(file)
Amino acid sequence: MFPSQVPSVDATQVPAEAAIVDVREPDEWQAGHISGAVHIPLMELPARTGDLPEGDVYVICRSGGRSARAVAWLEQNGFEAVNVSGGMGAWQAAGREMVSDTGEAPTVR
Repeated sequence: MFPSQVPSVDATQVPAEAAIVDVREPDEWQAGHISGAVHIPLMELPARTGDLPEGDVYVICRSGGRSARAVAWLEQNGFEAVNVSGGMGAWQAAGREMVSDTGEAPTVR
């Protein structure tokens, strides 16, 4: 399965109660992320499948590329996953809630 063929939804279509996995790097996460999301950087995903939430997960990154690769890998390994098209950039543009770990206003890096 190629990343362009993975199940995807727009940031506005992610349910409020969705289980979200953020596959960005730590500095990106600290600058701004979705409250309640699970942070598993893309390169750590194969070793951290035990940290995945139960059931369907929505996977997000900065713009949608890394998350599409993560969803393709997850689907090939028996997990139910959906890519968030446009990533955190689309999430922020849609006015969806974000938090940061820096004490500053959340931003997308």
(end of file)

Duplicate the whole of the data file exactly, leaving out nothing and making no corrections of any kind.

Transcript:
Amino acid sequence: MFPSQVPSVDATQVPAEAAIVDVREPDEWQAGHISGAVHIPLMELPARTGDLPEGDVYVICRSGGRSARAVAWLEQNGFEAVNVSGGMGAWQAAGREMVSDTGEAPTVR
Repeated sequence: MFPSQVPSVDATQVPAEAAIVDVREPDEWQAGHISGAVHIPLMELPARTGDLPEGDVYVICRSGGRSARAVAWLEQNGFEAVNVSGGMGAWQAAGREMVSDTGEAPTVR
């Protein structure tokens, strides 16, 4: 399965109660992320499948590329996953809630 063929939804279509996995790097996460999301950087995903939430997960990154690769890998390994098209950039543009770990206003890096 190629990343362009993975199940995807727009940031506005992610349910409020969705289980979200953020596959960005730590500095990106600290600058701004979705409250309640699970942070598993893309390169750590194969070793951290035990940290995945139960059931369907929505996977997000900065713009949608890394998350599409993560969803393709997850689907090939028996997990139910959906890519968030446009990533955190689309999430922020849609006015969806974000938090940061820096004490500053959340931003997308």